A Christmas pet deserves a lifetime of care

Published Saturday, 24 December, 2022 at 09:45 AM

Minister for Agricultural Industry Development and Fisheries and Minister for Rural Communities
The Honourable Mark Furner

A pet is a lifetime commitment – remember that if you’re planning on buying a pet as a gift this Christmas.

Minister for Agricultural Industry Development and Fisheries and Minister for Rural Communities Mark Furner said owning a pet was a major responsibility that lasted long after Christmas Day.

“All animals deserve to be welcomed into a home that is committed to taking care of them forever,” Mr Furner said.

“Think about the costs of caring for a pet, how much free time you and your family have to spend with it, and will it suit your family in the years ahead.

“If you have the slightest doubt about the ability to do so, then you need to find another present.”

Queensland Chief Veterinary Officer Dr Allison Crook said pets brought great joy and were often treated as family members.

“It’s just as important that we take extra care of the pets we already own,” Dr Crook said.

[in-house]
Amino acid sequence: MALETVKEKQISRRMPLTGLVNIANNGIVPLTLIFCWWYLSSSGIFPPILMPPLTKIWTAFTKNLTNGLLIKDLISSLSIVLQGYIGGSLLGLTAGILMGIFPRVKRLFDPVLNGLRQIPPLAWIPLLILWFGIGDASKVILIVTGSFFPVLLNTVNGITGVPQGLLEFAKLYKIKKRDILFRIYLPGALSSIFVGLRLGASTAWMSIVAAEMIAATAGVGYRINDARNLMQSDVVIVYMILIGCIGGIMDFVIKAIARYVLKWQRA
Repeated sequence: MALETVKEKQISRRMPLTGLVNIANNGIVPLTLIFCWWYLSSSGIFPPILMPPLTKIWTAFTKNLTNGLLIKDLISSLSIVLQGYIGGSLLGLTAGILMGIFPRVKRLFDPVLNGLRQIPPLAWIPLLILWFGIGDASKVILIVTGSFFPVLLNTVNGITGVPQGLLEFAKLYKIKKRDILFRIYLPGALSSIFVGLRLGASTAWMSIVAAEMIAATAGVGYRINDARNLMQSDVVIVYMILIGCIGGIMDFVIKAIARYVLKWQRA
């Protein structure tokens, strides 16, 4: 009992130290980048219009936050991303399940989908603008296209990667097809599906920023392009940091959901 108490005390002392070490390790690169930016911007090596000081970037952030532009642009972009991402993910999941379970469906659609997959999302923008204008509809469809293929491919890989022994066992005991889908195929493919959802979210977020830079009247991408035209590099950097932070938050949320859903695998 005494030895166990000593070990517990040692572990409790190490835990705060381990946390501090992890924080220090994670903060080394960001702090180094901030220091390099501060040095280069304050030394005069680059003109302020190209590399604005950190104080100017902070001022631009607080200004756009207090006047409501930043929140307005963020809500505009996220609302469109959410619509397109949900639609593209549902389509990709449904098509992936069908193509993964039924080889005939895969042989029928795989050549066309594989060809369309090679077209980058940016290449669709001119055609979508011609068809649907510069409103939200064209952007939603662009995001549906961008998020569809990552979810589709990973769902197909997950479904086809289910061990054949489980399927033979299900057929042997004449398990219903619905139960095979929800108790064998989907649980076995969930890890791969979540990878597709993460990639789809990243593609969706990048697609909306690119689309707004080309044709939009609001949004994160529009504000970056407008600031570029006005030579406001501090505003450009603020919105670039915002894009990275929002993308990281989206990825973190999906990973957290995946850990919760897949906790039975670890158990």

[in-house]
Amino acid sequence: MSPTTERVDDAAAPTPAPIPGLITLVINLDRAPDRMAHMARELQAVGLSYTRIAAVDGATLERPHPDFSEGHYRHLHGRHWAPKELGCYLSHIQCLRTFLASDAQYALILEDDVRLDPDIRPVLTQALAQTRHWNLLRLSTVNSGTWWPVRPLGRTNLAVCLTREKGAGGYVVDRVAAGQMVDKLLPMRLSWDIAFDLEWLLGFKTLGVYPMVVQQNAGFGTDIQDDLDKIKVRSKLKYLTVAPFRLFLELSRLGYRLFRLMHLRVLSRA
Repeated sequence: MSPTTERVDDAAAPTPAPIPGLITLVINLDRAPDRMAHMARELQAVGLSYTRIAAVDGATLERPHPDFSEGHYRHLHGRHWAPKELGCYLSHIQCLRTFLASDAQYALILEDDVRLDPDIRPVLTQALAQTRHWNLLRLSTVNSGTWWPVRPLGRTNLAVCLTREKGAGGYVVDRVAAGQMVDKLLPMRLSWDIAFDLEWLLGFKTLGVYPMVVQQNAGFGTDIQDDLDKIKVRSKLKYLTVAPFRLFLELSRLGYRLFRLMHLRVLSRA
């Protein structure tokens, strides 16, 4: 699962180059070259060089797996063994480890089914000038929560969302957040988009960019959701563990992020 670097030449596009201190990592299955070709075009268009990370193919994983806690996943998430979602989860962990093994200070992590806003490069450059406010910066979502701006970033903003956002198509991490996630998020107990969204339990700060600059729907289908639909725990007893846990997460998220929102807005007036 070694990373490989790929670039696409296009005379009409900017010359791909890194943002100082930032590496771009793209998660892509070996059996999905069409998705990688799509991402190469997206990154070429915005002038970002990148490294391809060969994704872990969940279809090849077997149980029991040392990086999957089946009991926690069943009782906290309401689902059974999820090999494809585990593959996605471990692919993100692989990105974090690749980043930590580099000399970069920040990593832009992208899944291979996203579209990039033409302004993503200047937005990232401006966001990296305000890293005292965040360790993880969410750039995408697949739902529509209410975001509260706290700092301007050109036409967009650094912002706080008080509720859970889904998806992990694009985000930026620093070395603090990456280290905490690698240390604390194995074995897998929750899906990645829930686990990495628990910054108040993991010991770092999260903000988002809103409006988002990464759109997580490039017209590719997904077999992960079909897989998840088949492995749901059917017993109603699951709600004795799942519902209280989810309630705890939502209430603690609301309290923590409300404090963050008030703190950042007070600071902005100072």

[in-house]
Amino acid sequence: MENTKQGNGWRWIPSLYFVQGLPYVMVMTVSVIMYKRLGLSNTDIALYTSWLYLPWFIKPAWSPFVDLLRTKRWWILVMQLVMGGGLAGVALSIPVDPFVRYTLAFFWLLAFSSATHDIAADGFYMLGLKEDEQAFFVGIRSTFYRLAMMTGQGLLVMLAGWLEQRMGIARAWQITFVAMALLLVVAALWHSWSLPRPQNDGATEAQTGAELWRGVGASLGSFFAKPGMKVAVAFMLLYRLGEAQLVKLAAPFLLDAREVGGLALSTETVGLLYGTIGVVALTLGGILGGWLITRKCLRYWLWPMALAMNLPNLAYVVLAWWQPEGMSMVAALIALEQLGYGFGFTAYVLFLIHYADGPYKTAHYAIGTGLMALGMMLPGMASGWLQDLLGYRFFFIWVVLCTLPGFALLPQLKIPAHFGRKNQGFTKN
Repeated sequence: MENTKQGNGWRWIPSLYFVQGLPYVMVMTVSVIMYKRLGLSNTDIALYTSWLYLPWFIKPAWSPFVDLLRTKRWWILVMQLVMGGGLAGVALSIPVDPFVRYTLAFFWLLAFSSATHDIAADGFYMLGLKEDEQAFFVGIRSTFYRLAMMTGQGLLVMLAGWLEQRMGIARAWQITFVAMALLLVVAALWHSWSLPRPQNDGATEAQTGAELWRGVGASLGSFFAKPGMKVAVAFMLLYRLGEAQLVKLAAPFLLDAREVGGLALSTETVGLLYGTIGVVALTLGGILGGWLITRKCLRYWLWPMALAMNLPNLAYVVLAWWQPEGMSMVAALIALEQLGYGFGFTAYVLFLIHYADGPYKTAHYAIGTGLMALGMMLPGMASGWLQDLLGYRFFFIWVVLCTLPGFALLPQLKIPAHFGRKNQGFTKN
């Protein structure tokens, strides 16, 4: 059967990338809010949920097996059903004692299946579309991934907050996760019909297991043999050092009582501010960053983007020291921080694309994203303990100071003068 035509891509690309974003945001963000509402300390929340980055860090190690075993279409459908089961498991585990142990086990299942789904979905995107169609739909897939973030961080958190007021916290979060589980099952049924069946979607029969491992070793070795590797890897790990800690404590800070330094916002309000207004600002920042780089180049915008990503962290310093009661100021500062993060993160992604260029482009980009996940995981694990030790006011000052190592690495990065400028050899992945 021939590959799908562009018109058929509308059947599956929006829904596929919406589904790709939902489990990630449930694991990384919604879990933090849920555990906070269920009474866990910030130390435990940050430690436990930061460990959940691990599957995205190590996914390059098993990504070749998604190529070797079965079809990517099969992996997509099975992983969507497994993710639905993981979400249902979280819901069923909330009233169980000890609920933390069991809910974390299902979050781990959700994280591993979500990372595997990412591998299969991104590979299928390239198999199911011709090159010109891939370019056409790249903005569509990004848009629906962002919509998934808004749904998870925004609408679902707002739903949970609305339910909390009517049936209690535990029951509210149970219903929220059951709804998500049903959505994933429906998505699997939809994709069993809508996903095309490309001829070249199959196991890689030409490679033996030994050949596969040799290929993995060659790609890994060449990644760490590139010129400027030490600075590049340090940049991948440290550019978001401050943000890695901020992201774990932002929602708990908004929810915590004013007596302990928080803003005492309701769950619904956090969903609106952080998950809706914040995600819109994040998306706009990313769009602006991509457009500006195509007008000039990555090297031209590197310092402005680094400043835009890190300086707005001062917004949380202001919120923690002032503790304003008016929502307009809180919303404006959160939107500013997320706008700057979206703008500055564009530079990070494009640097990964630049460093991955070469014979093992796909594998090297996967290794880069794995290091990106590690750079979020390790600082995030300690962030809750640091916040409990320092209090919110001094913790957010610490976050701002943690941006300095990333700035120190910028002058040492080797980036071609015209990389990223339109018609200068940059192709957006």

“We may love the summer heat and the festive treats, but our pets do not.

“Whether it is eating chocolate or nuts, or spending a short time inside a car, these actions can cause great harm to our furry friends.

“Leaving the windows down doesn’t stop extreme temperatures inside vehicles. Pets should be left at home with shade, shelter, and fresh water.

“When at home ensure you put your Christmas chocolate or nuts safely out of reach from your dog.

“Small dogs are at a greater risk, but all breeds can suffer violent reactions including restlessness, hyperactivity, trembling, vomiting, diarrhea, increased heart rate and seizures.

“Everyone deserves to have a safe and happy Christmas – this year make sure that includes your pets. Nobody wants to spend Christmas Day at the emergency vet clinic.”

Mr Furner said pet owners should also be mindful of any fireworks events planned for their area or New Years or other celebrations.

“Nobody wants their pets to be distressed, so it is important to help them feel safe, secure and avoid situations that could cause them to panic and run away,” he said.

The RSPCA says a range of everyday human foods can have adverse consequences if ingested by dogs.

Dogs should not be fed:

  • Chocolate
  • Onions or garlic
  • Tomato
  • Grapes (including sultanas and raisins)
  • Avocado

The RSPCA also recommends not feeding fat trimmings from meats to dogs as this can cause pancreatitis.

For detailed information on what you need to know before you get a new pet visit the RSPCA knowledge base website at kb.rspca.org.au

To find out more about your duty of care for animals, go to business.qld.gov.au and search for “duty of care for animals” or call 13 25 23.


Media contact:          Ron Goodman            0427 781 920